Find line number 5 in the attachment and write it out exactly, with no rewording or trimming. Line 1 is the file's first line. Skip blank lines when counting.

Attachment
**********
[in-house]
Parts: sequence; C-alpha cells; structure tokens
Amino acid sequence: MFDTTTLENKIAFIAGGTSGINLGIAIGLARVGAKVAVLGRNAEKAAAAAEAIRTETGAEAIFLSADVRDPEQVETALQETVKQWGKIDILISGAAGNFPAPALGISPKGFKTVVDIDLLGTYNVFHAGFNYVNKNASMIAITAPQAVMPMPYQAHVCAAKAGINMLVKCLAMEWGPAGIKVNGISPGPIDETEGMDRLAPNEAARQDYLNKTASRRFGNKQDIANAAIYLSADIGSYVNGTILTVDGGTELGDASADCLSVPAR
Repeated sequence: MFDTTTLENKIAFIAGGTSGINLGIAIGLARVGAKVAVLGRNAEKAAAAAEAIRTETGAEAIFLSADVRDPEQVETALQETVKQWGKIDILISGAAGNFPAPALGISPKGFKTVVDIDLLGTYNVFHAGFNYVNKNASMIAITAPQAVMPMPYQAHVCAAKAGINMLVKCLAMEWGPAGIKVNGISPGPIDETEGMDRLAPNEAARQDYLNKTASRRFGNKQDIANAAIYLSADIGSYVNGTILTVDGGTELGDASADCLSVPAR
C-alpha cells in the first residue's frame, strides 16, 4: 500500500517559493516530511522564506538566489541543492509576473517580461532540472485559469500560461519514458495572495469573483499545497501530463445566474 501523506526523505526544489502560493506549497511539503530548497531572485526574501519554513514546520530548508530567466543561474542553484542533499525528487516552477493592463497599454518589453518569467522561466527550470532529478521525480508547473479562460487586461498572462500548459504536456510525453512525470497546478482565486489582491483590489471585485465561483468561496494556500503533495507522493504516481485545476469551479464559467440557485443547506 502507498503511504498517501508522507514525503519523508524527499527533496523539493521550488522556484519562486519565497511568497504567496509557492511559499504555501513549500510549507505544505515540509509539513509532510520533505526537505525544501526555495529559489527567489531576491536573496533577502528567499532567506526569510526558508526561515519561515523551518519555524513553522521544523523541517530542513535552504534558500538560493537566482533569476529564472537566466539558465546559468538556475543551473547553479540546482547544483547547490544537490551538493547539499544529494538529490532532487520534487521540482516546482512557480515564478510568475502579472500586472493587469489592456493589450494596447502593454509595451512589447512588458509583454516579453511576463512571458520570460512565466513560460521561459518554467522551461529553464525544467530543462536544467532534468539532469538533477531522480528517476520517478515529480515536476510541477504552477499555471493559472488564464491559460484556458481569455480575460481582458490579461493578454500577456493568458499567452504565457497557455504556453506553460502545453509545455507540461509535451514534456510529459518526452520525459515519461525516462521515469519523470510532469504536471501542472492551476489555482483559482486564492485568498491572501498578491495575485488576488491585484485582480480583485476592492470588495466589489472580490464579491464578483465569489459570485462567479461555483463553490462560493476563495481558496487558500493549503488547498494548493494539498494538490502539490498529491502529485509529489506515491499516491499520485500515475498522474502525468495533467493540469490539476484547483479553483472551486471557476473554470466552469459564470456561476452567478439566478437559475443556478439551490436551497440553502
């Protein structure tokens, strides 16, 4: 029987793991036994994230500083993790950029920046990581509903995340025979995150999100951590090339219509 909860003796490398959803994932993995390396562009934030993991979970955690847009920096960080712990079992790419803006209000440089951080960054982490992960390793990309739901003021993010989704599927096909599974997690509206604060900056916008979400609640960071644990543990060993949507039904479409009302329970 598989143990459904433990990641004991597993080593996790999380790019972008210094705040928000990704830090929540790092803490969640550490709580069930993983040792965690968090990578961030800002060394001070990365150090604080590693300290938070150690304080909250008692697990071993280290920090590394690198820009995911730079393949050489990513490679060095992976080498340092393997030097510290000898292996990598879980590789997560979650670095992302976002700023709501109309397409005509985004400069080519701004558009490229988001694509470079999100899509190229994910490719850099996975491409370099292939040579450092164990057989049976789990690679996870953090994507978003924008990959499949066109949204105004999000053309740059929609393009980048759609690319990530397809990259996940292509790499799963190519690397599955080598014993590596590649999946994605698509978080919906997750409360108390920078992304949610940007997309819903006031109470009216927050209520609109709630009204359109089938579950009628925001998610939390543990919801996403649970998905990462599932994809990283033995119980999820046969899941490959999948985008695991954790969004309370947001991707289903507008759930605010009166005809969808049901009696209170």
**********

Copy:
C-alpha cells in the first residue's frame, strides 16, 4: 500500500517559493516530511522564506538566489541543492509576473517580461532540472485559469500560461519514458495572495469573483499545497501530463445566474 501523506526523505526544489502560493506549497511539503530548497531572485526574501519554513514546520530548508530567466543561474542553484542533499525528487516552477493592463497599454518589453518569467522561466527550470532529478521525480508547473479562460487586461498572462500548459504536456510525453512525470497546478482565486489582491483590489471585485465561483468561496494556500503533495507522493504516481485545476469551479464559467440557485443547506 502507498503511504498517501508522507514525503519523508524527499527533496523539493521550488522556484519562486519565497511568497504567496509557492511559499504555501513549500510549507505544505515540509509539513509532510520533505526537505525544501526555495529559489527567489531576491536573496533577502528567499532567506526569510526558508526561515519561515523551518519555524513553522521544523523541517530542513535552504534558500538560493537566482533569476529564472537566466539558465546559468538556475543551473547553479540546482547544483547547490544537490551538493547539499544529494538529490532532487520534487521540482516546482512557480515564478510568475502579472500586472493587469489592456493589450494596447502593454509595451512589447512588458509583454516579453511576463512571458520570460512565466513560460521561459518554467522551461529553464525544467530543462536544467532534468539532469538533477531522480528517476520517478515529480515536476510541477504552477499555471493559472488564464491559460484556458481569455480575460481582458490579461493578454500577456493568458499567452504565457497557455504556453506553460502545453509545455507540461509535451514534456510529459518526452520525459515519461525516462521515469519523470510532469504536471501542472492551476489555482483559482486564492485568498491572501498578491495575485488576488491585484485582480480583485476592492470588495466589489472580490464579491464578483465569489459570485462567479461555483463553490462560493476563495481558496487558500493549503488547498494548493494539498494538490502539490498529491502529485509529489506515491499516491499520485500515475498522474502525468495533467493540469490539476484547483479553483472551486471557476473554470466552469459564470456561476452567478439566478437559475443556478439551490436551497440553502